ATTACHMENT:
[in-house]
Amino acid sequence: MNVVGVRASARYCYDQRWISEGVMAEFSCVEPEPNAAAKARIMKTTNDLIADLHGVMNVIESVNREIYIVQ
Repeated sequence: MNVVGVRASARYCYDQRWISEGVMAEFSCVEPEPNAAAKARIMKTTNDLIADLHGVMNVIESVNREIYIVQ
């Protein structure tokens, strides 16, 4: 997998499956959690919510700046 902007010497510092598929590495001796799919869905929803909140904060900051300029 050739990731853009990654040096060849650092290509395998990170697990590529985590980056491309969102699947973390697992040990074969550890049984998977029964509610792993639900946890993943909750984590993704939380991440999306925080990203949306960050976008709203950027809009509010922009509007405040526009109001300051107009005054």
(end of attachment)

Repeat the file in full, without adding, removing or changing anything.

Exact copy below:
[in-house]
Amino acid sequence: MNVVGVRASARYCYDQRWISEGVMAEFSCVEPEPNAAAKARIMKTTNDLIADLHGVMNVIESVNREIYIVQ
Repeated sequence: MNVVGVRASARYCYDQRWISEGVMAEFSCVEPEPNAAAKARIMKTTNDLIADLHGVMNVIESVNREIYIVQ
């Protein structure tokens, strides 16, 4: 997998499956959690919510700046 902007010497510092598929590495001796799919869905929803909140904060900051300029 050739990731853009990654040096060849650092290509395998990170697990590529985590980056491309969102699947973390697992040990074969550890049984998977029964509610792993639900946890993943909750984590993704939380991440999306925080990203949306960050976008709203950027809009509010922009509007405040526009109001300051107009005054």